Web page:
At the root of FLS’s work is organizing and bringing the community together to address issues impacting Little Saigon. We’re able to do this through thoughtful collaboration, partnerships, and inclusive and culturally competent outreach and engagement. Some of these advocacy efforts include:

  • Housing and commercial affordability
  • Public safety and sanitation
  • Equitable development
  • Anti-displacement


As a commercial district, the small businesses in Little Saigon form the foundation of the neighborhood. These businesses provide the community with essential needs, resources, and services that are unique to the needs of the Southeast Asian community. Together these small businesses create a social, economic and cultural place that is critical to the vitality of Little Saigon. To support these businesses, FLS has advocated for both investments and resources to increase economic opportunity in the neighborhood. Specific projects include:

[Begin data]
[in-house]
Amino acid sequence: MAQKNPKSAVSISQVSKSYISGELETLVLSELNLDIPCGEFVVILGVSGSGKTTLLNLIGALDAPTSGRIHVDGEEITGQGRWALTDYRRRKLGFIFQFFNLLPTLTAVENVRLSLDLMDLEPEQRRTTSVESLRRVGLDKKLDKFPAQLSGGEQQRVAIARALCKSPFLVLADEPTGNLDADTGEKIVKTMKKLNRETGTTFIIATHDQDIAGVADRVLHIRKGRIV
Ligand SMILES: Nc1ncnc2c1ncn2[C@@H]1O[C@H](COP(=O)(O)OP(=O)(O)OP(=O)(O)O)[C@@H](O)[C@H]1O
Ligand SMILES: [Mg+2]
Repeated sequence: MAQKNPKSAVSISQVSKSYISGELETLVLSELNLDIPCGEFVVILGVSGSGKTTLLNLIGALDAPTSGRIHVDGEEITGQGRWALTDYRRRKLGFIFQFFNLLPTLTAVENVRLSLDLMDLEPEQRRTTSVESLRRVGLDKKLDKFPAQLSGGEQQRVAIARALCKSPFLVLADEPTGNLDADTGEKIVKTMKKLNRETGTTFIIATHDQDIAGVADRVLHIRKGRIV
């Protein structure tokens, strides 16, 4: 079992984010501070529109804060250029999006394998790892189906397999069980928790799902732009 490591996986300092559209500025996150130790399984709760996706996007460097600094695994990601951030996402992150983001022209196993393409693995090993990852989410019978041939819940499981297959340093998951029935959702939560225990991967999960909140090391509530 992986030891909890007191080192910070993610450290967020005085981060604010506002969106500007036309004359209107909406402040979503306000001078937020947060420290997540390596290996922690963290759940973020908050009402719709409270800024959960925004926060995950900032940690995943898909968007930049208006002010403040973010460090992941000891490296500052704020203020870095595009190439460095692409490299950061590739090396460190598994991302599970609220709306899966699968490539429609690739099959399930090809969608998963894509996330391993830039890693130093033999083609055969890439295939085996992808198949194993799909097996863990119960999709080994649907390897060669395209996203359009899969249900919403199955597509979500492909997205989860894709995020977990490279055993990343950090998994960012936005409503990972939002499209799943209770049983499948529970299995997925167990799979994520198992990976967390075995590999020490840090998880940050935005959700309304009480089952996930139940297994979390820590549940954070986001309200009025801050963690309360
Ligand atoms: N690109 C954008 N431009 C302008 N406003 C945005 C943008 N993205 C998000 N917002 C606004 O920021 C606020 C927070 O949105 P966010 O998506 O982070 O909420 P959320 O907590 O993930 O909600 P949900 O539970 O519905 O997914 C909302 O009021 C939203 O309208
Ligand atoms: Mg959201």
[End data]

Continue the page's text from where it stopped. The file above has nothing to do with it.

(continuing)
• Landmark Project
  • Influencing development


Before the Vietnamese community came to settle in this neighborhood, Little Saigon, specifically Jackson Street, was a vibrant part of Japan Town and the jazz scene between the 1930s and 1950s. After WWII, this area was left as an industrial and desolate space.

After fleeing their war-torn country in 1975, Vietnamese immigrants and refugees settled in Seattle holding on to a need to find a new home and reconnect. As a result, small businesses began to open, providing Vietnamese-specific goods and services. As the neighborhood flourished, this area became an valuable place for the community to experience, practice, and preserve their traditions and cultural roots. Today, FLS celebrates Vietnamese culture through these projects:

  • Celebrate Little Saigon Festival
  • Cultural Placemaking